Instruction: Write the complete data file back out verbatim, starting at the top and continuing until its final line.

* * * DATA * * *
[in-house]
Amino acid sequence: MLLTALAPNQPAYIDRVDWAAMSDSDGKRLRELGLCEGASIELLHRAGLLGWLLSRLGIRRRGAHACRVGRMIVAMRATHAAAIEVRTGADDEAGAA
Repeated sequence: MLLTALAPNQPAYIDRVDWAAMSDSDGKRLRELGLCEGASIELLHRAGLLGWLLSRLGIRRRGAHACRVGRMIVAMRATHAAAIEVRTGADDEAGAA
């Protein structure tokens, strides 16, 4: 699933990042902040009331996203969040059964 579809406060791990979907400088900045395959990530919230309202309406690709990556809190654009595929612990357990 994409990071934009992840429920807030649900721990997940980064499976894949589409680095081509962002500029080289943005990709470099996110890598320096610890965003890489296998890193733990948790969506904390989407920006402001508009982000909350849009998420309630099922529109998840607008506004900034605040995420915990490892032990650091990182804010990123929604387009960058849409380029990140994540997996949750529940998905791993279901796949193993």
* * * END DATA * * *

[in-house]
Amino acid sequence: MLLTALAPNQPAYIDRVDWAAMSDSDGKRLRELGLCEGASIELLHRAGLLGWLLSRLGIRRRGAHACRVGRMIVAMRATHAAAIEVRTGADDEAGAA
Repeated sequence: MLLTALAPNQPAYIDRVDWAAMSDSDGKRLRELGLCEGASIELLHRAGLLGWLLSRLGIRRRGAHACRVGRMIVAMRATHAAAIEVRTGADDEAGAA
């Protein structure tokens, strides 16, 4: 699933990042902040009331996203969040059964 579809406060791990979907400088900045395959990530919230309202309406690709990556809190654009595929612990357990 994409990071934009992840429920807030649900721990997940980064499976894949589409680095081509962002500029080289943005990709470099996110890598320096610890965003890489296998890193733990948790969506904390989407920006402001508009982000909350849009998420309630099922529109998840607008506004900034605040995420915990490892032990650091990182804010990123929604387009960058849409380029990140994540997996949750529940998905791993279901796949193993």